While logic would dictate that the best way to regrow a tropical forest is to plant more trees, many ecologists disagree with the idea. Their argument is that this is not an efficient use of time, money, or resources that could be used in a more productive manner.
In fact, it has been proven that planting trees may do more harm than good. After the expansion of a tropical forest in China, the soil became extremely eroded. This resulted in a lack of water, hurting the country’s residents and agriculture.
Instead, ecologists are supporting the idea of using natural regeneration to restore tropical forests. The idea behind this is to preserve areas that are in need of some regrowth. By doing so, forests can recover in a more spontaneous manner. This happens when seeds that have been lying dormant in the soil start to grow. During the process of regeneration, seeds are likely to be moved by wild animals or even the wind, increasing the area where new trees are grown.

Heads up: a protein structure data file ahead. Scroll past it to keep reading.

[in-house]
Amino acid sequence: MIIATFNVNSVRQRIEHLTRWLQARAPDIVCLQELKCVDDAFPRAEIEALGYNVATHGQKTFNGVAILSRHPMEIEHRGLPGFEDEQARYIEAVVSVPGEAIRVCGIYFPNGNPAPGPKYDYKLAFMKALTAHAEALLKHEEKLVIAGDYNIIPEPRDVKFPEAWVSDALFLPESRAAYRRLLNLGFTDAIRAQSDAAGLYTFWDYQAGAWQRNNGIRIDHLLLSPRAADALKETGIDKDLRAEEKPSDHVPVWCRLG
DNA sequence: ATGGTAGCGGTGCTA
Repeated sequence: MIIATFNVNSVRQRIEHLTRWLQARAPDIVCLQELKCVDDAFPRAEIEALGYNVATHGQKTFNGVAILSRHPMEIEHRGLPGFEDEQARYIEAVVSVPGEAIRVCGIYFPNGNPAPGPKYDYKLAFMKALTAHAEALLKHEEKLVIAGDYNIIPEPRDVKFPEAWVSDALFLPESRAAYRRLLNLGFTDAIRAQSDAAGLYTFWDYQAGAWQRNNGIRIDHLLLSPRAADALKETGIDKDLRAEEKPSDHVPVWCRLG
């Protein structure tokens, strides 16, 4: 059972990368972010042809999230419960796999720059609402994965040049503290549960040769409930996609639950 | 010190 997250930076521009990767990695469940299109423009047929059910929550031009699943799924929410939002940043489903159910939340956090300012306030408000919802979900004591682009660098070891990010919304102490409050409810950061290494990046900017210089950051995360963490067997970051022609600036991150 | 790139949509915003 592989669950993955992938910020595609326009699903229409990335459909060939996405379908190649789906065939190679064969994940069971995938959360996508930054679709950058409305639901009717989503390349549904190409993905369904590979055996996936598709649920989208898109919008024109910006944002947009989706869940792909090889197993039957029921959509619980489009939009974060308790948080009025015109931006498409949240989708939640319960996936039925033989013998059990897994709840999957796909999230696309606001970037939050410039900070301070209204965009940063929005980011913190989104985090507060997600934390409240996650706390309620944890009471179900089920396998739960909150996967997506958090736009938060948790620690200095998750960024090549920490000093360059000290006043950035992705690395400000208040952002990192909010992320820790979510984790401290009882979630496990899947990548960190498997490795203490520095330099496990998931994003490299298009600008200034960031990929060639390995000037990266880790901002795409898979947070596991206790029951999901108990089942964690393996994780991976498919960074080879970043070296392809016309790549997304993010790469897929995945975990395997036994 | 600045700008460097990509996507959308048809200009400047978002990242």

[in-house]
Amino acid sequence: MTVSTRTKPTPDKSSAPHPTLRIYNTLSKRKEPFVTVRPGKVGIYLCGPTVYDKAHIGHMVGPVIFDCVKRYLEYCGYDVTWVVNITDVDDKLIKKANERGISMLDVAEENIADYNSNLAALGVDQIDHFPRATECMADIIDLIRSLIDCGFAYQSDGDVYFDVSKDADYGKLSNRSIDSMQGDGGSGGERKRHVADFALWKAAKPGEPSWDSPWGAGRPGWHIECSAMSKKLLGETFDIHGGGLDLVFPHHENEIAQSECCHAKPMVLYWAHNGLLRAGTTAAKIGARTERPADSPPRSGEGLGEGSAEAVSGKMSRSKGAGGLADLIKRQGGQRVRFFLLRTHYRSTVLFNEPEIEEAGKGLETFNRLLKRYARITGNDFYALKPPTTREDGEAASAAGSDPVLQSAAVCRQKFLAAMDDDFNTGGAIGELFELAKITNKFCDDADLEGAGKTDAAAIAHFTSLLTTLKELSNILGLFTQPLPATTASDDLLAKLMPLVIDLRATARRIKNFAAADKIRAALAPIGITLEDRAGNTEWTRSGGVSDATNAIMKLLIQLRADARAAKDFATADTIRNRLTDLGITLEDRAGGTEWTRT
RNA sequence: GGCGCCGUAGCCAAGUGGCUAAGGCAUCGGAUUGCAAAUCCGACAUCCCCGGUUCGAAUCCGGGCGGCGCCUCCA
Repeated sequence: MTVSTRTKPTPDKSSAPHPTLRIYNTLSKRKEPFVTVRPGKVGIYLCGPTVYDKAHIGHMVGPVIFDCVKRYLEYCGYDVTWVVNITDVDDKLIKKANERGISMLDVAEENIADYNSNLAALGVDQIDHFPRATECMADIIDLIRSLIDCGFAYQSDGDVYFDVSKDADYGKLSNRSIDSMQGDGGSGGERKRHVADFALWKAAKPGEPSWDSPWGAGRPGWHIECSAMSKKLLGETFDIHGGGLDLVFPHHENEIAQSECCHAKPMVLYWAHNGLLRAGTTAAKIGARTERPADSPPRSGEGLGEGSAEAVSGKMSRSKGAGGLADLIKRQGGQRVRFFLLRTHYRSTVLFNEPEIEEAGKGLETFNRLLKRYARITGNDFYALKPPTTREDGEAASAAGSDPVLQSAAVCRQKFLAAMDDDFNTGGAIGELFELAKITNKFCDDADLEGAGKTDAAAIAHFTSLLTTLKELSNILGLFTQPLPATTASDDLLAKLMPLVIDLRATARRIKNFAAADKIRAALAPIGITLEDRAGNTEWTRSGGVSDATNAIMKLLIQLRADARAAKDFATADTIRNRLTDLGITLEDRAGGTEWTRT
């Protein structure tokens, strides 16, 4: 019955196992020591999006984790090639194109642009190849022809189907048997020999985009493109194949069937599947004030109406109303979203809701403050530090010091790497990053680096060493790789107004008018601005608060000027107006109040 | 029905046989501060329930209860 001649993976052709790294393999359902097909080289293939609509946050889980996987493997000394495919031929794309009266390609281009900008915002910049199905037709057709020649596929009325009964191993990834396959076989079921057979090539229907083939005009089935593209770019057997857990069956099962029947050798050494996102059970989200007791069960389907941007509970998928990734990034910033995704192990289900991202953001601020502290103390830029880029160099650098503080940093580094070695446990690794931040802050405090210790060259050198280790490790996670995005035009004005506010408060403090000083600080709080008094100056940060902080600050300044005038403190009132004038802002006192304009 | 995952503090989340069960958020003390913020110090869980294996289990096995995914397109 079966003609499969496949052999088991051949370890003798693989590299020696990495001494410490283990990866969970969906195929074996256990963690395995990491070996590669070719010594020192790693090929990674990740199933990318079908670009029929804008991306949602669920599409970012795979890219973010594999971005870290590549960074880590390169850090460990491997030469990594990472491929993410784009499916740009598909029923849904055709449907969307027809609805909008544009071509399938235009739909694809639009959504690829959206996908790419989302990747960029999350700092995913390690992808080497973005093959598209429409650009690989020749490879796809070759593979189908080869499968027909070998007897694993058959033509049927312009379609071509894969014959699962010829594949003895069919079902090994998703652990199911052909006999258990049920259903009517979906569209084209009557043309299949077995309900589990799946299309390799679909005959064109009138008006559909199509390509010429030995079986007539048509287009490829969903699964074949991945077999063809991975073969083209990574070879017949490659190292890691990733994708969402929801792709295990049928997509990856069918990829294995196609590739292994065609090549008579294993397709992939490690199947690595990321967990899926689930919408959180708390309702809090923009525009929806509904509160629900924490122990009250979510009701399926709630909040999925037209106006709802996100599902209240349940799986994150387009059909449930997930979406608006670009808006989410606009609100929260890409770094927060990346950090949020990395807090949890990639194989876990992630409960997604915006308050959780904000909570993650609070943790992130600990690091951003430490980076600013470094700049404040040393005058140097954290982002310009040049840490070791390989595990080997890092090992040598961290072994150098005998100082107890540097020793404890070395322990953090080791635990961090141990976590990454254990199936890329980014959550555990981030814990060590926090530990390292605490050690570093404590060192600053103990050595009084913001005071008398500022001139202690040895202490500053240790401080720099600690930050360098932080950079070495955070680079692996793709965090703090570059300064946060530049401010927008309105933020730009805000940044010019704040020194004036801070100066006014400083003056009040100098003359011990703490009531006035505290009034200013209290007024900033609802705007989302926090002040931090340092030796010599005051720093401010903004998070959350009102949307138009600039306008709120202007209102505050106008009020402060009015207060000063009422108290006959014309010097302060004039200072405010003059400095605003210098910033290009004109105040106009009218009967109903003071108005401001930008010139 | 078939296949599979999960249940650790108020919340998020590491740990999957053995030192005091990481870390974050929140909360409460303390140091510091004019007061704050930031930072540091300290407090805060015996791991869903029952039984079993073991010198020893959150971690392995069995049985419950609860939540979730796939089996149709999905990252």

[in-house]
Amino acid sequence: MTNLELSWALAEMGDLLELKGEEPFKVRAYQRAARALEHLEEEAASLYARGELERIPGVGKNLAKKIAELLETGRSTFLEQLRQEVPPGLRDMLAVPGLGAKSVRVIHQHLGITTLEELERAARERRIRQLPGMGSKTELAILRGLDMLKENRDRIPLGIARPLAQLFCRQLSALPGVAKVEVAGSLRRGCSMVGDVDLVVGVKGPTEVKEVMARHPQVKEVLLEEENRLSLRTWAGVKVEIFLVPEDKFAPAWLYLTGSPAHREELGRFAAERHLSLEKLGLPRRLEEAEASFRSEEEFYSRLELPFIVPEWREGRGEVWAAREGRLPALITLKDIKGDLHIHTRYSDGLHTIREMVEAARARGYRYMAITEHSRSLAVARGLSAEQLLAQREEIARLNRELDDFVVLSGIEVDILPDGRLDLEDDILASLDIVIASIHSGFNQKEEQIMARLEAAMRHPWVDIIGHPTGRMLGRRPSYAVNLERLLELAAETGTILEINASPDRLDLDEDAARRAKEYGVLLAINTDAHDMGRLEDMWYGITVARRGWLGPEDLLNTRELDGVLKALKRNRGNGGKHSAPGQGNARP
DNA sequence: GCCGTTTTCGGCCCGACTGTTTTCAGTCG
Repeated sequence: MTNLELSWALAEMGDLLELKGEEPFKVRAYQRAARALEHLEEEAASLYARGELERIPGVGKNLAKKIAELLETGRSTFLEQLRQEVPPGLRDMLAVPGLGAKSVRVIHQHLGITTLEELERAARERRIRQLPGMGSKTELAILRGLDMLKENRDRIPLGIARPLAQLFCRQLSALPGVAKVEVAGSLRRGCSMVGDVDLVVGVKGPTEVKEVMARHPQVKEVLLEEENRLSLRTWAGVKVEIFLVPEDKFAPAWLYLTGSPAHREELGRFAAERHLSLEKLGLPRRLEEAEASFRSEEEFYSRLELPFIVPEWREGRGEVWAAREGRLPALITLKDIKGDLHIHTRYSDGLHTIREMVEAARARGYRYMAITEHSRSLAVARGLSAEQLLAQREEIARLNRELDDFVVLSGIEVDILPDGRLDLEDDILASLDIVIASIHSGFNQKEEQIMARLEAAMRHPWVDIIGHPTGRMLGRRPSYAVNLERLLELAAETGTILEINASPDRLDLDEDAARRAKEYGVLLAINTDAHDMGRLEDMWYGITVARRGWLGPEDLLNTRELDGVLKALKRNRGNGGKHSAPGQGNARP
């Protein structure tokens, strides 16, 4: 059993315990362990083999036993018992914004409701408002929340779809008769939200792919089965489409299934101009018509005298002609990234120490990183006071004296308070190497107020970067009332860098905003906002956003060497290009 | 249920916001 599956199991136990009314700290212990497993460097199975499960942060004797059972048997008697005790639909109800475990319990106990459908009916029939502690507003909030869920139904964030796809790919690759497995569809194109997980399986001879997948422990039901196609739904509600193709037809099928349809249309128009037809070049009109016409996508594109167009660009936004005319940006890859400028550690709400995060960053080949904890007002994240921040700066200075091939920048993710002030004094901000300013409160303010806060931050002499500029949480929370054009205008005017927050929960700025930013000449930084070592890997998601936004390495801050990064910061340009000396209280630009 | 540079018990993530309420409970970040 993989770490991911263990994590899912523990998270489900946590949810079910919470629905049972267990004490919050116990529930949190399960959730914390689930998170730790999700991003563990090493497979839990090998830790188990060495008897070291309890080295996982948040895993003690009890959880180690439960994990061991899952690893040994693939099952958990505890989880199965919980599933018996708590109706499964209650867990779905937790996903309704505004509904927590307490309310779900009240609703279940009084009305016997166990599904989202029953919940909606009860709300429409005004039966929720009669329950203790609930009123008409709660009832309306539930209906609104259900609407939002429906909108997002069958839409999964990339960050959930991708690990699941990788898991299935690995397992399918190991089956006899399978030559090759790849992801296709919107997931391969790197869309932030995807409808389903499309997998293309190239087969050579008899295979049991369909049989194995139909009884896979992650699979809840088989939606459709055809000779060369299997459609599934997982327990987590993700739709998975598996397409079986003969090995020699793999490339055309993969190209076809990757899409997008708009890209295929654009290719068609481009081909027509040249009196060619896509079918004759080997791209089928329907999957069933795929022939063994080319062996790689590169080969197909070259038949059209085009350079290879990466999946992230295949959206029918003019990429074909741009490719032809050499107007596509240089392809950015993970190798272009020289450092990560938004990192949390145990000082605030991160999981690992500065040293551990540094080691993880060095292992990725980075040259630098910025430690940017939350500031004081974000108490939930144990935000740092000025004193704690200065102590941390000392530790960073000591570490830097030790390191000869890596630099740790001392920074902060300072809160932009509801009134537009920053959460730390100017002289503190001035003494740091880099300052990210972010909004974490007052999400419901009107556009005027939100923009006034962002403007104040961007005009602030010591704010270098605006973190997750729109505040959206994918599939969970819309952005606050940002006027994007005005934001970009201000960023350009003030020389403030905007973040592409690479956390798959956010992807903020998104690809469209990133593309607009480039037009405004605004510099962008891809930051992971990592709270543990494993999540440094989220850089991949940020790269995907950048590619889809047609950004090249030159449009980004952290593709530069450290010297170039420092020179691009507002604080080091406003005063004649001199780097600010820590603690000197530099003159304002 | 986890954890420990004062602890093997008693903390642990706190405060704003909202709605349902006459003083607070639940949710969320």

There are some advantages to relying on natural regeneration for regrowing tropical forests. One benefit is that a large infrastructure is not needed. Another benefit is implementing this type of regeneration is also cost-effective.
When it comes to natural regeneration the first step in the process is to obtain the needed grains to replenish the forest. Landowners and other residents must come together to determine how the regeneration is going to be paid for and who is responsible for what.
While most regeneration is spawned by the animals moving the seeds, in some places this becomes a problem. Tropical forests that are frequented by hunters often have a lack of animals living on the land. This can make a difference in the trees one finds in a particular forest.
For example, tropical forests in Brazil that lack animals to spread the seeds often have trees with thicker trunks than forests that do have animals on hand. Because of the lack of animals, only small seeds are dispersed throughout the forest. This results in trees with light wood, which has much less carbon stored in them than the thicker trees do. The lack of stored carbon leads to a smaller population of animals, and tropical forests suffer as a result.